Wouldn’t it be great if your house came with instructions? New house, old house, each should come with a large-print manual describing everything in and out. I’m sure mine would be a thick, dusty tome, probably written in Middle English and illustrated with woodblock prints.
First off, I want a thorough description of the switches in the fuse box. The scrawlings of the electrician who installed it are either in shorthand, code, or possibly Old English; I think I can recognize an occasional word. I have added modern English specifics with a sharpie when I discover the oddities, like that the third switch on the right side of the box shuts off the bottom slot of the northeast socket in my office and the top slot of the socket next to the sink in the master bathroom, a house-length away. Who designed the wiring? I want his number so I can call and fake-fire him! But there’s not enough room next to the switches to pen an exact description of everything. I need a comprehensive manual, with blank lines so I can add notes.
And I want to know where my septic tank is, and I mean its exact location by GPS. The greener grass above it doesn’t necessarily pinpoint its position, and I don’t like it when a guy comes over and pokes holes in the ground with a long rod to find it. And where are all the PVC pipes and heads of my sprinkler system? I want a gridded map in my manual, with three schematics, length, depth, and orientation. And what is that sponge-like grass in my front yard, and how do I kill it and replace it with normal grass?
I want to know what’s in every wall and under every floor. I want detailed drawings of what’s in the attic, every wire, every duct, every inch of insulation. Personally, I’d like to know the history of this land dating back ten-thousand years. That’s probably not important regarding my house, but I enjoy stuff like that. There should be long chapters on the water heater, and the AC, describing what’s what and what to do to fix some little thing that’s gone wrong. I want a CD in the back of the manual that downloads me to be able to don 3D goggles and tour all the pipes in the kitchen and bathrooms and out in the yard, exploring as though I’m walking around them, above them, below them, and even through them. I hate not knowing where things are.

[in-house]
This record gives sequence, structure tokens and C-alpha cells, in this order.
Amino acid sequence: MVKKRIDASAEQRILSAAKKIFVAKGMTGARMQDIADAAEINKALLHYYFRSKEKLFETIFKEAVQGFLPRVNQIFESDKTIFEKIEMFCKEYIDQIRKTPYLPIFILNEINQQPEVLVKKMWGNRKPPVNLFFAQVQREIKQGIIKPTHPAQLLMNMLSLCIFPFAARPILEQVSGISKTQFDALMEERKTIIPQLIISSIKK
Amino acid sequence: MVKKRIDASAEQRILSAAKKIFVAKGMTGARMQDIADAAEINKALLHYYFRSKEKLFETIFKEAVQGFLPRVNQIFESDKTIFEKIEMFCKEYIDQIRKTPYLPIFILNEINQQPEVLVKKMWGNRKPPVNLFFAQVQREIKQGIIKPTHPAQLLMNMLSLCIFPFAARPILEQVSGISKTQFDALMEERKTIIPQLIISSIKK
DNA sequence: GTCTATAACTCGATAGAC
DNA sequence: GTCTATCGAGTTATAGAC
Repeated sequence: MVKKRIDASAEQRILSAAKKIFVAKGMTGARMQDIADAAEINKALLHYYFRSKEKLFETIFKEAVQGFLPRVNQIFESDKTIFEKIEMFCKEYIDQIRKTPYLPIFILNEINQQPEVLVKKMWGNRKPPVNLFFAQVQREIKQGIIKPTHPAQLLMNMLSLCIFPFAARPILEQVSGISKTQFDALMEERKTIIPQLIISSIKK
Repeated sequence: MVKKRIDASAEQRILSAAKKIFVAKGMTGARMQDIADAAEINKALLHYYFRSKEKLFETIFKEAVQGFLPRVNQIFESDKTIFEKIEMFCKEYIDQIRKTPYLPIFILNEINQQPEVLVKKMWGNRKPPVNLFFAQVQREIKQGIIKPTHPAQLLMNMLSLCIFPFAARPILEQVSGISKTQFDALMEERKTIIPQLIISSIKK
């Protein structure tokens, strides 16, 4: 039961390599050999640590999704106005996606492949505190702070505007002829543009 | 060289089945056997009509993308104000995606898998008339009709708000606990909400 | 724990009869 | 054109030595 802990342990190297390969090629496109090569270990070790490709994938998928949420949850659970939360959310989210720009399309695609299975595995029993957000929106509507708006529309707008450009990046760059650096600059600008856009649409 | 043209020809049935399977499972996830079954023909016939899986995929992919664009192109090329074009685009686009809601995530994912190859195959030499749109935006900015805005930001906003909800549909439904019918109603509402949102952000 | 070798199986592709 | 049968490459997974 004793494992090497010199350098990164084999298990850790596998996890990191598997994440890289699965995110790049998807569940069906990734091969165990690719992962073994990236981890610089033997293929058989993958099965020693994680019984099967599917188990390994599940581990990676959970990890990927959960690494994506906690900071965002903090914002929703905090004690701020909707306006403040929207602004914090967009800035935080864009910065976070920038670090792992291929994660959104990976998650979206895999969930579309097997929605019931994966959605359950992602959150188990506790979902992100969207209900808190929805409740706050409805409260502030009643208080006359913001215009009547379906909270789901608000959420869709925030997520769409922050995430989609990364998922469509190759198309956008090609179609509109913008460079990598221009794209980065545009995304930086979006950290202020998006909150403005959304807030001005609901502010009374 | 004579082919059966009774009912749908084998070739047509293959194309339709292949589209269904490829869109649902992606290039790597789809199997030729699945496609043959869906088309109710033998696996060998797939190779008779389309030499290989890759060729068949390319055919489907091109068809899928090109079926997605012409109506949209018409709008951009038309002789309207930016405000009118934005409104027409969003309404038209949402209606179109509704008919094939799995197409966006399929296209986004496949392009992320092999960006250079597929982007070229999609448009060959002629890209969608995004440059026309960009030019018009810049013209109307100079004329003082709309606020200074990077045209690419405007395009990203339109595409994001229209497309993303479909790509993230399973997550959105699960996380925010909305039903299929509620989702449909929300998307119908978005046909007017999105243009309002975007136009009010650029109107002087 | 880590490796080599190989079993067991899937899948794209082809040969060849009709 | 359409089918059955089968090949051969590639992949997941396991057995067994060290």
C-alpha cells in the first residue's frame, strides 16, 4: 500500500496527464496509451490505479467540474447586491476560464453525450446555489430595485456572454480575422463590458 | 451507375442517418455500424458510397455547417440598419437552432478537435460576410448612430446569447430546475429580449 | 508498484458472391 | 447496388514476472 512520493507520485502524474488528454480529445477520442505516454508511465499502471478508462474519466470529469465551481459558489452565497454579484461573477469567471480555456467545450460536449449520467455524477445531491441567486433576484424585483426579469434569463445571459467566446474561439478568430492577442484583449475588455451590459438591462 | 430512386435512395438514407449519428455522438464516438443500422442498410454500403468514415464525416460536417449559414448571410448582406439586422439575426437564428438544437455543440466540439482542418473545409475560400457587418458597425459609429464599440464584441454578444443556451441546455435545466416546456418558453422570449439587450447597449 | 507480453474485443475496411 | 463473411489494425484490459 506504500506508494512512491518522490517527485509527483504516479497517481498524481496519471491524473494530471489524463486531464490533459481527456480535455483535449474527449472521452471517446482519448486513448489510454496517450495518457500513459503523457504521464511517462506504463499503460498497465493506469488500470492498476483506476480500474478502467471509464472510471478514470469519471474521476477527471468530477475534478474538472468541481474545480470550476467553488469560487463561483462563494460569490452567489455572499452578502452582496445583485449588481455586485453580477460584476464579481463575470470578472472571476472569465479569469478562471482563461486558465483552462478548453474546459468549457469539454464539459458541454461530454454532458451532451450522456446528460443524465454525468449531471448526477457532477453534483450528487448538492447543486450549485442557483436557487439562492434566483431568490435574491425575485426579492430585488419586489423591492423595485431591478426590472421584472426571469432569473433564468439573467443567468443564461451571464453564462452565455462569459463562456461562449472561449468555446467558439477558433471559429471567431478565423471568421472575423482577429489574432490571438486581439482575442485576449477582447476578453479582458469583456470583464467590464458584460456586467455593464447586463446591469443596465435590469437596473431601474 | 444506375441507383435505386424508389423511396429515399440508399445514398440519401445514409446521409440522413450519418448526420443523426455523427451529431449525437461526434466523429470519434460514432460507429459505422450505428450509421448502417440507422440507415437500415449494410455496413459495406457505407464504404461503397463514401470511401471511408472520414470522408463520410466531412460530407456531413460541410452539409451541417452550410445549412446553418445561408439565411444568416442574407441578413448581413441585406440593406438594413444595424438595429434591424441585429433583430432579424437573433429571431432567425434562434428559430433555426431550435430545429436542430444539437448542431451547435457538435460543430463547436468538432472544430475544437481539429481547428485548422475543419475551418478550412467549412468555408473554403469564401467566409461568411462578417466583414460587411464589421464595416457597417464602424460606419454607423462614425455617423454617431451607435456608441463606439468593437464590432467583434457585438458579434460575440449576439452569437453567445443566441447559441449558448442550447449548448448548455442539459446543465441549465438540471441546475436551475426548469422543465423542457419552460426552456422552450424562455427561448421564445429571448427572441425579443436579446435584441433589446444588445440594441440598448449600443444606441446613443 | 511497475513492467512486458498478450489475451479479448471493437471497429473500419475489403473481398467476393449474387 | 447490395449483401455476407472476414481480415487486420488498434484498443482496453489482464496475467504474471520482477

There should be a section about how to get rid of popcorn ceilings. What entrepreneur invented and promoted and got rich off of that inconvenience to homeowners? I can’t replace or fix a ceiling fan or clean an AC vent without looking like I have mega dandruff when I step off the ladder. And good lord, never go near the ceiling without safety glasses!
The reason I’m venting about this is because my daughter, Cocoa Bean, sent me a Tic Tok video about what the hole in the handle of a caulking gun is for. Turns out it’s for snipping off the dispensing end of the cartridge. I would have known that had I ever noticed the hole. Now the next time I shop at Crowder Hardware, I’m going to see if there’s a description of how to use it on the packaging. There probably is. And also, because my best friend, Stoney, and I talked about the glitches of home ownership. My example was when, years ago and miles away up north, on the second floor of our quadruplex, the window of my daughter’s bedroom allowed the brisk wind of winter to flow around its edges, and she was freezing every night. I didn’t know how to stop it. She often slept on the couch.
Then one day I examined the window, trying to see if I could nail a sheet of plywood inside or out, when I noticed a second pane propped up above the midline. I pulled it down, and instantly the room went toasty warm. Well, I didn’t know such a thing existed. What are they called, storm windows? Back when I was kid up north, and further north than at that time, I didn’t deal with windows; my parents did that. But it was then I determined it would have been nice if the folks we rented from had told me. Or better yet, if there had been, even on the shelf of a kitchen cabinet, a manual.